I Want To Believe
David Vintiner & Gem Fletcher
3rd June – 8 July 2021
Opening: 3rd June, 2021 from 5pm – 8pm
The University of Atypical is delighted to welcome you back with the launch of our new exhibition I Want To Believe, part of Belfast Photo Festival 2021 with work by David Vintiner & Gem Fletcher. This captivating exhibition poses profound questions about what it is to be human, challenging our understanding of what a body is and how we converge with technology in a world of evolving possibilities.
David & Gem began this project on futurists five years ago, based on a curiosity about transhumanism and its implications for the future of humanity.
Transhumanism is the belief that human beings are destined to transcend their mortal flesh through technology. Transhumanists believe our biology constrains our experience of reality and refuse to accept what nature has given us. From bionic eyes to designing new senses and extending life expectancy, they are redefining what it means to be human.
Although these ideas have long lived on the pages of comic books and sci-fi novels, the movement – now a reality – is starting to disrupt industries and individuals in meaningful ways. With technology evolving at an unprecedented rate, further change is imminent. This project documents a critical moment in time as we enter the next chapter in human evolution.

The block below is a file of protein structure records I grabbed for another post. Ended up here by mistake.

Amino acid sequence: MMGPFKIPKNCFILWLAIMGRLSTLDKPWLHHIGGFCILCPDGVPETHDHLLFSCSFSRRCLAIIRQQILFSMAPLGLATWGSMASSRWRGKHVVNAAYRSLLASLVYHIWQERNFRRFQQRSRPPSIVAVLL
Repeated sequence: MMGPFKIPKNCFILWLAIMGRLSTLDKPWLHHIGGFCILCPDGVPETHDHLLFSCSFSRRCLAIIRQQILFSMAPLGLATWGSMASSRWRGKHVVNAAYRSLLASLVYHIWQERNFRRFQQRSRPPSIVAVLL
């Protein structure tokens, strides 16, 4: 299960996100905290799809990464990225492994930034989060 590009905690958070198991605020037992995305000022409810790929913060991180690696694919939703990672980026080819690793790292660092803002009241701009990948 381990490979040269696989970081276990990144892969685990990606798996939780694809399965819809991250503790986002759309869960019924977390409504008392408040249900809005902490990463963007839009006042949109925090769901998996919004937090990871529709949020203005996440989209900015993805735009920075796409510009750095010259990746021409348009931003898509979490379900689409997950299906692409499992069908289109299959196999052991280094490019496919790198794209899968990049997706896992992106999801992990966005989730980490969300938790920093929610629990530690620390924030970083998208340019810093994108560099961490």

The ideas explored in these images demonstrates how optimising our brains and bodies could revolutionise and redefine humanity. As human architects, we are limited only by our imagination. The profiles of transhumans are as diverse as its application, from artists and CEOs to academics and bedroom hackers, the transhumanist movement raises some important questions for us all.
While we love the efficiency and connectivity technology provides, can we embrace a future where it goes beyond our environment and enters our bodies and minds? Could we reach a point where we gift friends and family cognitive implants and new senses? If we are able to defy death, what are the implications for the meaning of life? And, most importantly, will this evolution divide or unite us?
Humans are now gods. We are able to design and create our personal evolution. But do we have the foresight to do it the right way?
Transhumanism and the Future of Humanity
Tuesday 22nd June, 6pm
CLICK HERE TO BOOK A TICKET
Please Note: due to Covid restrictions we ask that visitors use the sanitising units, practice social distancing and wear a mask unless exempt. We look forward to seeing you and will have a limit of 10 visitors in the space at a time to allow for social distancing.
About the Artists